A78. Wind-generated background noise increases with wind speed, and at a faster rate than the wind turbine noise increases. The difference between the noise of the wind farm and the background noise is therefore liable to be greatest at low wind speeds. Varying the speed of the turbines in such conditions can, if necessary, reduce the sound output from modern turbines.

A79. The report, ‘The Assessment and Rating of Noise from Wind Farms’ (ETSU-R-97) Opens link in a new browser window, describes a framework for the measurement of wind farm noise and gives indicative noise levels calculated to offer a reasonable degree of protection to wind farm neighbours, without placing unreasonable restrictions on wind farm development. The report presents the findings of a cross-interest Noise Working Group and makes a series of recommendations that can be regarded as relevant guidance on good practice. This methodology overcomes some of the disadvantages of BS 4142 Opens link in a new browser windowwhen assessing the noise effects of windfarms, and will be used in the assessment and rating noise from wind energy developments.

Recommended Good Practice on Controlling Noise from Wind Turbines

From ‘The Assessment and Rating of Noise from Wind Farms’ (ETSU for DTI 1997).

“The current practice on controlling wind farm noise by the application of noise limits at the nearest noise-sensitive properties is the most appropriate approach.
Noise limits should be applied to external locations and should apply only to those areas frequently used for relaxation or activities for which a quiet environment is highly desirable.
Noise limits set relative to the background noise are more appropriate in the majority of cases. Generally, the noise limits should be set relative to the existing background noise at the nearest noise-sensitive properties and the limits should reflect the variation in both turbine source noise and background noise with wind speed.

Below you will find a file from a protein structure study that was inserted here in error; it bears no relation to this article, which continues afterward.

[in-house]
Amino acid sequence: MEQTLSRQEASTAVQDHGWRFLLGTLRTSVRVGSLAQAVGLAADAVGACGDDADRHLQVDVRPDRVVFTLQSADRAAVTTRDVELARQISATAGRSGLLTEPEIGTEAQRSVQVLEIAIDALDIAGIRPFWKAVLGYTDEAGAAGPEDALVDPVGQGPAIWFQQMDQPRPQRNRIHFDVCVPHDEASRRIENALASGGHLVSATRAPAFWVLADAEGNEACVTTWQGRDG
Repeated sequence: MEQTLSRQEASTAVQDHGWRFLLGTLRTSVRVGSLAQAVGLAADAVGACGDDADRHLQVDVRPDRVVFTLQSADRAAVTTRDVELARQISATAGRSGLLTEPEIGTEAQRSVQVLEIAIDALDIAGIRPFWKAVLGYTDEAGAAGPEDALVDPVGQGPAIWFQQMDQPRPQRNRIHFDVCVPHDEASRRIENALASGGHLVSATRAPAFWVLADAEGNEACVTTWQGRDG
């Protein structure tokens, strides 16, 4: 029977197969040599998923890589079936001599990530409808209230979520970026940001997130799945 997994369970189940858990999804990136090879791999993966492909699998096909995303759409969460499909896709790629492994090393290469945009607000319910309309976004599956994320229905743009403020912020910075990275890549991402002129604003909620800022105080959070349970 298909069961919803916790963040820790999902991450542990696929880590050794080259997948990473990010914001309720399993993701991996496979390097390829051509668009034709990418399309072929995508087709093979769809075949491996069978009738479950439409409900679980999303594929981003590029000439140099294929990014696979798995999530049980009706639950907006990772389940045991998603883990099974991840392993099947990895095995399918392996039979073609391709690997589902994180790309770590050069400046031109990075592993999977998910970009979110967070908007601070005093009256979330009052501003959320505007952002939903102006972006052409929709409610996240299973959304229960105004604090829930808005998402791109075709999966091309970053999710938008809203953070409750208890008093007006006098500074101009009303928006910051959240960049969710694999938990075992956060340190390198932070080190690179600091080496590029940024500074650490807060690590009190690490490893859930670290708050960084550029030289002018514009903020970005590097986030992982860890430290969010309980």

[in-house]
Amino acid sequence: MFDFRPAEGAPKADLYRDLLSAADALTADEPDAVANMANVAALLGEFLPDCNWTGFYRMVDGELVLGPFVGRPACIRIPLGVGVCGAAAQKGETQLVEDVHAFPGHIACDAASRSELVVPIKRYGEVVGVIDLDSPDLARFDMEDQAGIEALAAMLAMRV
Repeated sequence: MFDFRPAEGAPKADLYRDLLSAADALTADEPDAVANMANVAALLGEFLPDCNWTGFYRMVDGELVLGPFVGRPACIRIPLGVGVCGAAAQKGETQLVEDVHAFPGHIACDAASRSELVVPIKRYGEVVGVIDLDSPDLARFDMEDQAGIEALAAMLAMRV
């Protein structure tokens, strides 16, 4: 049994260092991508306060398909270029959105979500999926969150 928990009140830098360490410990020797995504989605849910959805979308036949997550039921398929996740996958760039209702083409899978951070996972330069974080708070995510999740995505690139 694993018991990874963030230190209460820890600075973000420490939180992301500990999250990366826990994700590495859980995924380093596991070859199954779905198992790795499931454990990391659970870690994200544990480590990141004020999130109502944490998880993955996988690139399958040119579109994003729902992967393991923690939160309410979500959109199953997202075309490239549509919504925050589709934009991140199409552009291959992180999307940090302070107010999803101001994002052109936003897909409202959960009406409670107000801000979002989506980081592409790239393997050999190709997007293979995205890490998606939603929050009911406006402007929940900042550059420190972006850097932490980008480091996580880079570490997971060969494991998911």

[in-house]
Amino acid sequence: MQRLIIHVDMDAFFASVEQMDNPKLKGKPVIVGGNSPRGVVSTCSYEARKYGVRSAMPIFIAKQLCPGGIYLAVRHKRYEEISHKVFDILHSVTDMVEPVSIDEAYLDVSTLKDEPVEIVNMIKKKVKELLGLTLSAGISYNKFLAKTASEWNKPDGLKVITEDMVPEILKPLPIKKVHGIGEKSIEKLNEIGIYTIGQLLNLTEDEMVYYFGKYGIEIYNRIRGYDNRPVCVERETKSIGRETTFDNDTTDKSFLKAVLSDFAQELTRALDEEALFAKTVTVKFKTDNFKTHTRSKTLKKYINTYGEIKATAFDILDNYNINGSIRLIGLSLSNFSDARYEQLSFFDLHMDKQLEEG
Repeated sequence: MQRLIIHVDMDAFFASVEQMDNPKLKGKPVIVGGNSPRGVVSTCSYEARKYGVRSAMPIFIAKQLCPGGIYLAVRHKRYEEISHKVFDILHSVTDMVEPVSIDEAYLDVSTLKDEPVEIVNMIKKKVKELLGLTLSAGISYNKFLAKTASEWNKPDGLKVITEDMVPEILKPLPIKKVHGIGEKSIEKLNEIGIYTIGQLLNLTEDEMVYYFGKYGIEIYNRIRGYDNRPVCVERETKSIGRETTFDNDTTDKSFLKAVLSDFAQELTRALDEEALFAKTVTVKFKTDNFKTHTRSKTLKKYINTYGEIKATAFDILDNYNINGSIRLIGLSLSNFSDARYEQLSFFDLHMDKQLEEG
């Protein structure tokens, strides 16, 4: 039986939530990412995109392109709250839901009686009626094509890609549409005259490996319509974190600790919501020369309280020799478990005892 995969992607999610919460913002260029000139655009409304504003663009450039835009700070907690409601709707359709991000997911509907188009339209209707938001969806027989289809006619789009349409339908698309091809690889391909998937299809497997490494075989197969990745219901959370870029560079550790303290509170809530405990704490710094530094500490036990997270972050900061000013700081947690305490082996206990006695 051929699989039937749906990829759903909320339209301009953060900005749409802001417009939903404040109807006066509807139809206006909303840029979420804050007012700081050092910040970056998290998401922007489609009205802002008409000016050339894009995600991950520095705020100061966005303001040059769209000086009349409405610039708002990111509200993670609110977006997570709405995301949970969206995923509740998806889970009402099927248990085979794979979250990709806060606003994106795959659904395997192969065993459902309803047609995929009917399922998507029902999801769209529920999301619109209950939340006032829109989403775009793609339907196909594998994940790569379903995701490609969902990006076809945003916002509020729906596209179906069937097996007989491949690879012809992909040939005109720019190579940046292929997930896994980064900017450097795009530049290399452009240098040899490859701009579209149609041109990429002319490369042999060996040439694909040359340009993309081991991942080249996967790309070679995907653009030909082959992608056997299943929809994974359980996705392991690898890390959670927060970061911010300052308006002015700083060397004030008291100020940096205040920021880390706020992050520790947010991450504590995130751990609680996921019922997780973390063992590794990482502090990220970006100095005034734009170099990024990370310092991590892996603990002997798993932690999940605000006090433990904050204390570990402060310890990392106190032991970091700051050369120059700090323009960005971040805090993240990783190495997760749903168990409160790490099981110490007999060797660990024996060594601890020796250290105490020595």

It is not necessary to use a margin above background noise levels in particularly quiet areas. This would unduly restrict developments that are recognised as having wider national and global benefits. Such low limits are, in any event, not necessary in order to offer a reasonable degree of protection to wind farm neighbours.
Separate noise limits should apply for day-time and for night-time as during the night the protection of external amenity becomes less important and the emphasis should be on preventing sleep disturbance.
Absolute noise limits and margins above background should relate to the cumulative effect of all wind turbines in the area contributing to the noise received at the properties in question. Any existing turbines should not be considered as part of the prevailing background noise.
Noise from the wind farm should be limited to 5 dB(A) above background for both day- and night-time, remembering that the background level of each period may be different.
The LA90,10min descriptor should be used for both the background noise and the wind farm noise, and when setting limits it should be borne in mind that the LA90,10min of the wind farm is likely to be about 1.5-2.5 dB(A) less than the LAeq measured over the same period. The use of the LA90,10mindescriptor for wind farm noise allows reliable measurements to be made without corruption from relatively loud, transitory noise events from other sources.
A fixed limit of 43 dB(A) is recommended for night-time. This is based on a sleep disturbance criteria of 35 dB(A) with an allowance of 10 dB(A) for attenuation through an open window (free field to internal) and 2 dB(A) subtracted to account for the use of LA90,10min rather than LAeq,10min.
Both day- and night-time lower fixed limits can be increased to 45 dB(A) to increase the permissible margin above background where the occupier of the property has some financial interest in the wind farm.
In low noise environments the day-time level of the LA90,10min of the wind farm noise should be limited to an absolute level within the range of 35-40 dB(A). The actual value chosen within this range should depend upon: the number of dwellings in the neighbourhood of the wind farm, the effect of noise limits on the number of kWh generated, and the duration of the level of exposure.
For single turbines or wind farms with very large separation distances between the turbines and the nearest properties, a simplified noise condition may be suitable. If the noise is limited to a LA90,10min of 35 dB(A) up to wind speeds of 10 m/s at 10 m height, then this condition alone would offer sufficient protection of amenity, and background noise surveys would be unnecessary.”